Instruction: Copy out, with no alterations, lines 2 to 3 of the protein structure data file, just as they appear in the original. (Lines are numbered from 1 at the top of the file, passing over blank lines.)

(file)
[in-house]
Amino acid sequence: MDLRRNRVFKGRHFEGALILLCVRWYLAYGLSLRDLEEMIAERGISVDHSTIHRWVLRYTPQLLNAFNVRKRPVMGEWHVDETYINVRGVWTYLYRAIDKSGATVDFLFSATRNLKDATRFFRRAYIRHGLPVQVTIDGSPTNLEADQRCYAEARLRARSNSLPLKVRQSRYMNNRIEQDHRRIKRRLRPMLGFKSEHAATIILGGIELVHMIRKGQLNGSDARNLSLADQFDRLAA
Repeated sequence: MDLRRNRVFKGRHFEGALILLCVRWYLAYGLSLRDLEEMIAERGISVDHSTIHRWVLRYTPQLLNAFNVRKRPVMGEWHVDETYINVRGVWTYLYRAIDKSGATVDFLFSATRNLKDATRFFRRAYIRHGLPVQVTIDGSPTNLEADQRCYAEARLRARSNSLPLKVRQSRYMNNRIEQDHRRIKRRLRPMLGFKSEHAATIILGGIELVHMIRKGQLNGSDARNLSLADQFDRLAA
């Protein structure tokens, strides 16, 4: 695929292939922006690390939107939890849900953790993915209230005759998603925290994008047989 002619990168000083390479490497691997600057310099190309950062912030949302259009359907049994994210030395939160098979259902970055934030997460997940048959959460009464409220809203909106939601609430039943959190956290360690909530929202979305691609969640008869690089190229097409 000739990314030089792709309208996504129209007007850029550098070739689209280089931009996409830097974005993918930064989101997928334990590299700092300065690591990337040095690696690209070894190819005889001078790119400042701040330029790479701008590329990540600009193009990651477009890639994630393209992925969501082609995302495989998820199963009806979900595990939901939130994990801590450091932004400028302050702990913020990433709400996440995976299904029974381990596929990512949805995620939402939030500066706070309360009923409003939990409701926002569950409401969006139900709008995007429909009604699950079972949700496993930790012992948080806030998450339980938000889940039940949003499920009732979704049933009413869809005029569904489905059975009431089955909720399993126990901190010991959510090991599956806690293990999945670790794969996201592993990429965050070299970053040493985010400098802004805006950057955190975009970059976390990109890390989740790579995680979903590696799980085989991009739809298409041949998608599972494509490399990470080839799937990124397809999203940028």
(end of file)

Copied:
Amino acid sequence: MDLRRNRVFKGRHFEGALILLCVRWYLAYGLSLRDLEEMIAERGISVDHSTIHRWVLRYTPQLLNAFNVRKRPVMGEWHVDETYINVRGVWTYLYRAIDKSGATVDFLFSATRNLKDATRFFRRAYIRHGLPVQVTIDGSPTNLEADQRCYAEARLRARSNSLPLKVRQSRYMNNRIEQDHRRIKRRLRPMLGFKSEHAATIILGGIELVHMIRKGQLNGSDARNLSLADQFDRLAA
Repeated sequence: MDLRRNRVFKGRHFEGALILLCVRWYLAYGLSLRDLEEMIAERGISVDHSTIHRWVLRYTPQLLNAFNVRKRPVMGEWHVDETYINVRGVWTYLYRAIDKSGATVDFLFSATRNLKDATRFFRRAYIRHGLPVQVTIDGSPTNLEADQRCYAEARLRARSNSLPLKVRQSRYMNNRIEQDHRRIKRRLRPMLGFKSEHAATIILGGIELVHMIRKGQLNGSDARNLSLADQFDRLAA